by Martha Robinson
The Riderwood Softball Team practices twice a week for three months. That’s what it takes to be as good as possible at throwing, running, hitting, and catching. With a coach who has ball playing in his blood and a lifetime of sizing up players and team-building, Riderwood will be ready on June 7 to take the field against three other Erickson Living retirement communities—Charlestown, Oak Crest, and Greenspring.
The prize for Riderwood’s 70 and 80-year-olds is doing their best to win the championship of the annual Erickson tournament, dubbed a “Battle of the Beltways.” This year’s games will be at the Charlestown campus in Catonsville MD. As usual, the rules of the games are intended to accommodate safe senior play.
Charlie Hudson, the coach since about 2008, says the team is ready to play to win and have fun. The greatest influence in his life, he says, was his ball-playing father who taught him to catch at age 2. After his sandlot years and college, Charlie made a career of teaching, coaching, and umpiring athletics in Prince George’s County for youth and then seniors well after retiring from the High Point High School faculty.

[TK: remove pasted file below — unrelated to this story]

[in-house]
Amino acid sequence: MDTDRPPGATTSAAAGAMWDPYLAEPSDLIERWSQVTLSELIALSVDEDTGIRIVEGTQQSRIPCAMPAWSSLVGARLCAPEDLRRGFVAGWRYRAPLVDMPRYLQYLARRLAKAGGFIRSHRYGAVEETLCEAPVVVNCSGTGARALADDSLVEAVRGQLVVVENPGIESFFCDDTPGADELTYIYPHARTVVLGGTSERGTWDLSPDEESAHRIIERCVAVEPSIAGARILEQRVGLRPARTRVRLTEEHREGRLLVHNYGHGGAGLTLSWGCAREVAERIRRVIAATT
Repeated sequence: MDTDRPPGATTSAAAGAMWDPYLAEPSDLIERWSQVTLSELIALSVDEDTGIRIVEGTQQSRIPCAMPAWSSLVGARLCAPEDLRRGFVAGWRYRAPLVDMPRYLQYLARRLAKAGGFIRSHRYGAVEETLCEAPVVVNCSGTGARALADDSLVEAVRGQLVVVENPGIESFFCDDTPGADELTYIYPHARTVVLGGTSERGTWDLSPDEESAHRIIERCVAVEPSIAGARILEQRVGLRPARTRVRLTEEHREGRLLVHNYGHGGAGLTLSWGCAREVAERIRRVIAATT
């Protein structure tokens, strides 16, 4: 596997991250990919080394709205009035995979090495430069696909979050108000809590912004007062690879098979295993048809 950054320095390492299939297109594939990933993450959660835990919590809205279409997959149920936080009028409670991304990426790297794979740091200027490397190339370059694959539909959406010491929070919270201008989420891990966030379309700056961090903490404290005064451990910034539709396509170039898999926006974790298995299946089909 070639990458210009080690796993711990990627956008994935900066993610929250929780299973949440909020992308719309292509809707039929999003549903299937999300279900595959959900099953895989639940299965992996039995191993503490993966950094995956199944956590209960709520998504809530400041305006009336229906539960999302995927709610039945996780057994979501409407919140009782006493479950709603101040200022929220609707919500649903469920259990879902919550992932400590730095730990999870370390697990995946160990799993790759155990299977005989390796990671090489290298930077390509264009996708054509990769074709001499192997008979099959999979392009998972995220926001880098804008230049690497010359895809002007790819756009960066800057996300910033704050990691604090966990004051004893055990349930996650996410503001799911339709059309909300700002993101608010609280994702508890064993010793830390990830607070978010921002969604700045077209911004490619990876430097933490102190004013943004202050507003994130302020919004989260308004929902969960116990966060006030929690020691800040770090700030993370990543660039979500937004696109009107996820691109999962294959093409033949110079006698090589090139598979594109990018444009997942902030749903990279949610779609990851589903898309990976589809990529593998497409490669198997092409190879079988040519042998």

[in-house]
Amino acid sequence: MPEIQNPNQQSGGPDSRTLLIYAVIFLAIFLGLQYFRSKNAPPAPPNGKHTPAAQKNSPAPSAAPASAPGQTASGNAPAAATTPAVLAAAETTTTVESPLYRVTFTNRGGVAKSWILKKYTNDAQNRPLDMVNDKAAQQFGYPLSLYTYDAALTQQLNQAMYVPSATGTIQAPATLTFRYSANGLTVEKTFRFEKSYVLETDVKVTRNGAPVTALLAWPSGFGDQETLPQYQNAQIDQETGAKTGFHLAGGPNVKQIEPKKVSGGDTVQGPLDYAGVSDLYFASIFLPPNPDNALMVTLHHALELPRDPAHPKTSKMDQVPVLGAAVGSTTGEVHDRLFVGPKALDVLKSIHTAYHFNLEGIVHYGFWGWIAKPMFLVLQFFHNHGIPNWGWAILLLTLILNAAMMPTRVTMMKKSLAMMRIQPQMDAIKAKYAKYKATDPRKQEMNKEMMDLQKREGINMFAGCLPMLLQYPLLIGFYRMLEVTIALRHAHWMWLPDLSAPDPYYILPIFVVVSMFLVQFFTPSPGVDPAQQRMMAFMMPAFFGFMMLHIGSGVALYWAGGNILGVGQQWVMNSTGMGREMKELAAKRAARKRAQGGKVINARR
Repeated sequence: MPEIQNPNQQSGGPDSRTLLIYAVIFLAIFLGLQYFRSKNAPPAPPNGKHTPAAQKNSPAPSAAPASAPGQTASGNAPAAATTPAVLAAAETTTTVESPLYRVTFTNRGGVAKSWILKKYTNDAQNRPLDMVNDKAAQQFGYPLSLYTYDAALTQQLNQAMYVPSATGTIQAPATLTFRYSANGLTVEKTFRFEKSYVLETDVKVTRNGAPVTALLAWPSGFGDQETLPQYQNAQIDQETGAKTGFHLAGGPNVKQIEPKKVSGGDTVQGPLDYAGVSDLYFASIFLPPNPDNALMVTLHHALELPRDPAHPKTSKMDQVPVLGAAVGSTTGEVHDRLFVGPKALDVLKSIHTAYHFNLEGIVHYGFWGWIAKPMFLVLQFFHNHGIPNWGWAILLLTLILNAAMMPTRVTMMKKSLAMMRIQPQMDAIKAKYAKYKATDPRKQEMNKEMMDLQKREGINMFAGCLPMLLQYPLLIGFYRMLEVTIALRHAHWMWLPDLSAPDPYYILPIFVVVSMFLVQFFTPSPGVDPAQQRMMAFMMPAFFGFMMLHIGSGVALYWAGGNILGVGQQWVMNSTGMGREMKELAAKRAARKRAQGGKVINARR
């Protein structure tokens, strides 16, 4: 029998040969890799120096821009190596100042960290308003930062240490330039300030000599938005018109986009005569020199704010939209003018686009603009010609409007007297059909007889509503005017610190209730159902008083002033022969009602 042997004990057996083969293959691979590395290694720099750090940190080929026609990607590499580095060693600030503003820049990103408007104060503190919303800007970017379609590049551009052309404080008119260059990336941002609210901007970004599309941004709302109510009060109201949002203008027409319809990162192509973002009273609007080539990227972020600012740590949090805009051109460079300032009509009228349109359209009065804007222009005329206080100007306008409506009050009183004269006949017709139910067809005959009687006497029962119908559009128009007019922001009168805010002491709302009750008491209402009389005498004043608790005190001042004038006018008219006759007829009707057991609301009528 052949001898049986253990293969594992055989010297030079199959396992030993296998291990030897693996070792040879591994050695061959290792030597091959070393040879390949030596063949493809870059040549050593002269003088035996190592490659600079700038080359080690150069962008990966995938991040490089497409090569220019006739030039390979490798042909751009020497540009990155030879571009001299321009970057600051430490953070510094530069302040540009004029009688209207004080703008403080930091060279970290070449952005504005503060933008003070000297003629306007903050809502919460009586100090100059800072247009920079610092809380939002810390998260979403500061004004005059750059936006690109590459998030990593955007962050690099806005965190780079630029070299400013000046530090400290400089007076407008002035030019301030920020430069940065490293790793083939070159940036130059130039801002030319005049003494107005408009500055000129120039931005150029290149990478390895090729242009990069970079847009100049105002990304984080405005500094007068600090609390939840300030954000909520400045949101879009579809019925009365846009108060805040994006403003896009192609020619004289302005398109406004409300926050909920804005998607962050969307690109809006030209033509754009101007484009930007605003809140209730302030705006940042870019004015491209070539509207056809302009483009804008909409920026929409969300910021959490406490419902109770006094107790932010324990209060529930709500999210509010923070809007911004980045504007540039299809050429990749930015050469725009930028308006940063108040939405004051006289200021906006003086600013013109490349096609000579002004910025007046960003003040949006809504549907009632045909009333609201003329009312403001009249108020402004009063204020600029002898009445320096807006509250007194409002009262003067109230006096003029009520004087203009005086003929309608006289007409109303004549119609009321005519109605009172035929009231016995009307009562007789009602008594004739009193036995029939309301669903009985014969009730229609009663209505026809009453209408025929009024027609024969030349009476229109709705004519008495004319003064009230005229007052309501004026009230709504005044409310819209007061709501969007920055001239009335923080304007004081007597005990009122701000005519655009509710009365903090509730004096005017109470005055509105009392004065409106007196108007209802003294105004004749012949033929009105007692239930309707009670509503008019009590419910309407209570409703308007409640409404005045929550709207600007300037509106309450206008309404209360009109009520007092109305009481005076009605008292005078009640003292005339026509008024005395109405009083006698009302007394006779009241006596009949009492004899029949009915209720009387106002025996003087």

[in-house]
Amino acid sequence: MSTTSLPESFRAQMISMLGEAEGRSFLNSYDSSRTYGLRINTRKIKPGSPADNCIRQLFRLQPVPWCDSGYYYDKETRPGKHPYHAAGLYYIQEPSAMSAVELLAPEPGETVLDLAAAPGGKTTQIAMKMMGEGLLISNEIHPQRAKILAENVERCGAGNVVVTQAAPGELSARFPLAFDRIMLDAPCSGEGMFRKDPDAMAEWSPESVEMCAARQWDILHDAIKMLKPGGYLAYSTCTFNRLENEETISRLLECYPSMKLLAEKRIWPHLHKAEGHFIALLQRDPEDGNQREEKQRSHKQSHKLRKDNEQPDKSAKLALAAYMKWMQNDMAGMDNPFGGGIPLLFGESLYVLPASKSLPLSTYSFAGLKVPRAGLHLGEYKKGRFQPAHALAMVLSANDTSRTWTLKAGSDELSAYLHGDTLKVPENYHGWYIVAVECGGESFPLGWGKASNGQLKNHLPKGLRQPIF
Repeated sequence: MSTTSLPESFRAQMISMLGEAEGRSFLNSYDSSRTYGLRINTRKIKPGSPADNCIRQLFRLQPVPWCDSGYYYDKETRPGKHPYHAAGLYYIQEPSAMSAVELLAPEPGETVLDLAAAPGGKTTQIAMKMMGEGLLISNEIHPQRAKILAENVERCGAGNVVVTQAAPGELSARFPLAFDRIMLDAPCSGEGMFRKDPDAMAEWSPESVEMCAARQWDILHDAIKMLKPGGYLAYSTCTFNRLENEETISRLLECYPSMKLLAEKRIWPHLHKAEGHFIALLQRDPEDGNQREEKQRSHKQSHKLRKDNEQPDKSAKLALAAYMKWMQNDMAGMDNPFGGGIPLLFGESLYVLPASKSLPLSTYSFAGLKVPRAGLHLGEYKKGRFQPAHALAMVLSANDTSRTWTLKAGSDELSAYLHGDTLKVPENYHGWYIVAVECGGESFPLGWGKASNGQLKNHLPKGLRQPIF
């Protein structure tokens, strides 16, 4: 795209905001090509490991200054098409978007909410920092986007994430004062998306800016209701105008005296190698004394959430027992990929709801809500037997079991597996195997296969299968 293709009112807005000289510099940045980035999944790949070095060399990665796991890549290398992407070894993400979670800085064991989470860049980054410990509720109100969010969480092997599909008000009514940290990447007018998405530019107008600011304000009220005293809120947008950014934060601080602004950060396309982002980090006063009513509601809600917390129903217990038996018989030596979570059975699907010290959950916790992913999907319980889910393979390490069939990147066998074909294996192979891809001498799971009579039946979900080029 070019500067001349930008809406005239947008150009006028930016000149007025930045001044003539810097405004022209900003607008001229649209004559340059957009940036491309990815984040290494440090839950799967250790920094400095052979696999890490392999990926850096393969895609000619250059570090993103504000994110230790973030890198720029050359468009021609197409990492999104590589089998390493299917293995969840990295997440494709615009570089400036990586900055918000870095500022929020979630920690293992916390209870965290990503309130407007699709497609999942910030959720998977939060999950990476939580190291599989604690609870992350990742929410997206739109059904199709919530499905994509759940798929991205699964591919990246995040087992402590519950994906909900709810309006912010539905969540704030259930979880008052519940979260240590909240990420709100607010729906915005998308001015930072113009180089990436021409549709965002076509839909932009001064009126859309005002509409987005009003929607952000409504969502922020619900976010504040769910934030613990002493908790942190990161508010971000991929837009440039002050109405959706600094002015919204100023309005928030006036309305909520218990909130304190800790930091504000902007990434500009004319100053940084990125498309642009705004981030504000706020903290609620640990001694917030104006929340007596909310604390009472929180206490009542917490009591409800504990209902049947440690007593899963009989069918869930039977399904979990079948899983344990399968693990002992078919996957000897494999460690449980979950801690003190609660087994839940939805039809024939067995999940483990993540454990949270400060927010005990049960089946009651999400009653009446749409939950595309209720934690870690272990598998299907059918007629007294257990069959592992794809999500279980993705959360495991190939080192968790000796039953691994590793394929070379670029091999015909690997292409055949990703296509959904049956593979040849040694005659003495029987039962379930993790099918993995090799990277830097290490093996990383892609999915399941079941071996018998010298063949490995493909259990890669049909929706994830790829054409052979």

Most of the guys taking the field this year grew up playing ball and are serious spectators. “I’ve played ball all my life,” says designated hitter David Friedman. From 1966 until 2015 and throughout his 36-year career as an IRS agent, he played on regular and senior teams in Bowie. Dave Ackerman played on his Capitol Hill office team, and Richard Bennof is a self-described supporter of all D.C. teams, especially the Nats, Redskins, and Caps. Preston James played pick-up ball around D.C. and had a career in the construction business before playing outfield in a senior league. He’s been catching for Riderwood for about five years.
Jack McMahon, a retired mechanical engineer who still runs weekend road races, plays outfield for Riderwood and runs the bases for hitters as needed. Jon McNeal, a chemist, got into the game watching his grandson play. For David Nation, a Little Leaguer from Hudson, Iowa, and a computer scientist/researcher, this is his second year. Bob Tiller, a former public policy advocate and the newest Riderwood resident on the team, says he’s played “almost every position” over time. Dick Kmetz, a 12-year veteran can’t remember when he didn’t play ball through college and in work and community leagues. Left-handed ex-Bladensburg High School pitcher Gordon Ward, a registered professional engineer, now commands the mound for Riderwood. He ran track and played soccer, but softball was always his hobby.
For the coach and players, Riderwood softball is all about appreciating each other’s abilities and efforts, improving skills, staying sharp, being competitive, and having a lot of fun.